- Al-Nassr arrived in Tehran, the Iranian capital, ahead of the match against Persepolis.
- Hundreds of excited fans clamored for a glimpse of star Cristiano Ronaldo
- Listen to the latest episode of the Mail Sport podcast Everything starts !
Cristiano Ronaldo was greeted by extraordinary scenes in Iran with hundreds of fans chasing Al-Nassr’s bus and then storming the team hotel to catch a glimpse of him.
The Saudi club are set to face Tehran-based side Persepolis in their first match of the AFC Champions League group stage on Tuesday evening and have been fairly well received.
Videos broadcast on Al-Nassr’s X feed showed fans running down the road chasing their yellow team’s coach as pre-match excitement reached a fever pitch.
Fans young and old have been seen holding Ronaldo posters and wearing Ronaldo jerseys as the Portuguese superstar prepares to play in the Iranian capital.
In other videos on social media, hundreds of local fans could be seen rushing into the lobby of the hotel where Al-Nassr is staying chanting “Ronaldo, Ronaldo.”
Hundreds of enthusiastic fans chased the Al-Nassr team bus as they tried to catch a glimpse of star Cristiano Ronaldo ahead of the Saudi club’s Asian Champions League match against Persepolis.
Videos posted on social media by Al-Nassr show the extraordinary welcome in Tehran
Sporting sunglasses and clutching a few roses, Ronaldo arrives at Tehran airport
The Portuguese star looked delighted to receive a gift of a Persian rug from Persepolis
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Ronaldo was seen smiling as he was escorted to his room at Tehran’s Espinas Palace by security guards followed by the rest of the Al-Nassr team and their staff.
An entire floor was reserved for the Al-Nassr evening with a suite reserved for Ronaldo.
In a slightly less chaotic moment, Ronaldo received a traditional Persian rug shortly after landing at Tehran’s Imam Khomeini Airport and looked delighted with the gift.
Another gift for the Al-Nassr party will be in the form of special SIM cards that will allow them to access the Internet without restrictions during their stay.
This is something Iranian citizens cannot do with thousands of websites and all global email services and social networks blocked.
Tuesday’s match, at the Aazdi stadium, with a capacity of 78,000 seats, however, arouses some regrets from the locals, because it will be played behind closed doors.
This relates to a one-match stadium ban issued to Persepolis for a social media post ahead of their match against Indian club FC Goa during the 2021-22 season.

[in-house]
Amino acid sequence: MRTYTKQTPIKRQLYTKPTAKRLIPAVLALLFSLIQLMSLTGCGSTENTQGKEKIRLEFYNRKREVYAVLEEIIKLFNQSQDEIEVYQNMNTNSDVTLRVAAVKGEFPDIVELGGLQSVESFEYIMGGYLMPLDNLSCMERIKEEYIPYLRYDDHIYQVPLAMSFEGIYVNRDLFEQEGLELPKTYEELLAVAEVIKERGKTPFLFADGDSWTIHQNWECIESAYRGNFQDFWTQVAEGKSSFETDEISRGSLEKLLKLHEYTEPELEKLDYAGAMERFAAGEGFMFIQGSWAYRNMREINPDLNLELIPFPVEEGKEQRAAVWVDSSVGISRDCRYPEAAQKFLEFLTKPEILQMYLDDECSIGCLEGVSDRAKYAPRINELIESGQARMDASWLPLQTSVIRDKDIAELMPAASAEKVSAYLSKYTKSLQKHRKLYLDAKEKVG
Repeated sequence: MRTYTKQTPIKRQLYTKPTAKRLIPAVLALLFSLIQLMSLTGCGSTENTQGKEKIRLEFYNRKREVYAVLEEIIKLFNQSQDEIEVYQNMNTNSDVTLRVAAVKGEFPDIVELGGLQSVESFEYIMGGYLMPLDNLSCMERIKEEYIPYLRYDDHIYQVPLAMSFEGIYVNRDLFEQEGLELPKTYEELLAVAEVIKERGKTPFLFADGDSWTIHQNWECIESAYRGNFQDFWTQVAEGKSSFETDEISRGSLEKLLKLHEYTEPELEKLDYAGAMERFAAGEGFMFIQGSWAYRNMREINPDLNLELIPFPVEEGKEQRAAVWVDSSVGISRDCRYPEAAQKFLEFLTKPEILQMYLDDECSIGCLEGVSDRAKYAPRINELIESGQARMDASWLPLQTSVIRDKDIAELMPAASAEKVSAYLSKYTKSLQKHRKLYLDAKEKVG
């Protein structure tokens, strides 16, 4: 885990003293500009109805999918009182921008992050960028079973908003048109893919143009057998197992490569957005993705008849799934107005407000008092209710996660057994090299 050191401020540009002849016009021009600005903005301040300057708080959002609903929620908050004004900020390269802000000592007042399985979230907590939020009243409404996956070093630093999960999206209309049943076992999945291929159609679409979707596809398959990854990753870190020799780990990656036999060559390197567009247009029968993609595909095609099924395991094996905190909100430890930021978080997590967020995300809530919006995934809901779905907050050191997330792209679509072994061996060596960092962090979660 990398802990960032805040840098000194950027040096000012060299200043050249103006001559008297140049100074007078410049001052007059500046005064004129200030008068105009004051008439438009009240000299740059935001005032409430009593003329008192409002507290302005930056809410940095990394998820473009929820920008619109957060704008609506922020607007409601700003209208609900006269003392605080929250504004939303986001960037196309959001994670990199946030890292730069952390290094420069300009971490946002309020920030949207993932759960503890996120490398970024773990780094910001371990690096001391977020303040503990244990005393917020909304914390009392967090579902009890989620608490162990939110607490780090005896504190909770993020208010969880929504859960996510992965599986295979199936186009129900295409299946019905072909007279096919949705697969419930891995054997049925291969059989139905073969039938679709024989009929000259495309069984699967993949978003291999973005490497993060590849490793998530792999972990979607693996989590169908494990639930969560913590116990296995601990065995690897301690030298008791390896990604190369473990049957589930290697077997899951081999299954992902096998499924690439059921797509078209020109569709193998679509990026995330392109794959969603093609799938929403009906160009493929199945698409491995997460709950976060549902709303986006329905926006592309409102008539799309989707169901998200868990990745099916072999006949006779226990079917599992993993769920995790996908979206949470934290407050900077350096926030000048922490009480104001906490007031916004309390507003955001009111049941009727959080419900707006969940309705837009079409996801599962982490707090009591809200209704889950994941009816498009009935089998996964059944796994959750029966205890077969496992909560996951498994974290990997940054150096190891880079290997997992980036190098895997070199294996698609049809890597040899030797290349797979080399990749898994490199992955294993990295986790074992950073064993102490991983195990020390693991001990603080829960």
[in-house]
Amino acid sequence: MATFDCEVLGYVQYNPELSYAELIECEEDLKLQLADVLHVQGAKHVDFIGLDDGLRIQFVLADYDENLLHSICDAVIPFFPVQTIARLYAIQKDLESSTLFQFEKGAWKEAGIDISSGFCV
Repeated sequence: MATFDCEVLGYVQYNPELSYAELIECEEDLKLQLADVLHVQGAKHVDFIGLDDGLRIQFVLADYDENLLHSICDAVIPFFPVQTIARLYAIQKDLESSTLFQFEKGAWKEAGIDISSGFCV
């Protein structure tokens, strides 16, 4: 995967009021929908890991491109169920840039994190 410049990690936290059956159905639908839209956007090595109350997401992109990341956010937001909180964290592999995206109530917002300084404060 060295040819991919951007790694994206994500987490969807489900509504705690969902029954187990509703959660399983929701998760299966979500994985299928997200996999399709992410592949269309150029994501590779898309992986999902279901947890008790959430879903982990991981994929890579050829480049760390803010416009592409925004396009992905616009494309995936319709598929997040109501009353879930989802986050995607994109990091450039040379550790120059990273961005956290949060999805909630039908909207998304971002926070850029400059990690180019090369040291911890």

Hundreds of fans stormed the lobby of the hotel where Cristiano Ronaldo lives
Fans chanted ‘Ronaldo, Ronaldo’ as they strained to catch a glimpse of their hero
The post, now deleted, cited Iran’s invasion of India (in 1738-1740) and the historic battles between the two countries to boost their team ahead of the group stage encounters with Goa.
The message offended the Indian population and their football association officially filed a complaint with the Asian Football Confederation (AFC), which issued a ban on Persepolis.
They did not participate in continental competitions last season, so the ban will now be served – unluckily – for the visit of Al-Nassr and Ronaldo.
Over the past few days, Persepolis fans have been commenting and apologizing on FC Goa’s Instagram posts in a bid to get the ban overturned at the last minute.
Ronaldo speaks to Persepolis officials as he is presented with a traditional carpet as a gift
Ronaldo takes a look at his welcome gift after landing in Tehran on Monday
But as things stand, the match will be played without spectators, which could explain the crazy scenes when Al-Nassr arrived.
Al-Nassr is the first Saudi club to visit Iran in seven years. Tensions have often been high between the two countries, but a Chinese-brokered deal in March restored ties.
It comes as five American prisoners wanted by the United States left Tehran on Monday in a deal that saw nearly $6 billion (£4.85 billion) in Iranian assets unfrozen.
Despite this agreement, tensions between the two countries remain high against the backdrop of various disputes, notably over Tehran’s nuclear program.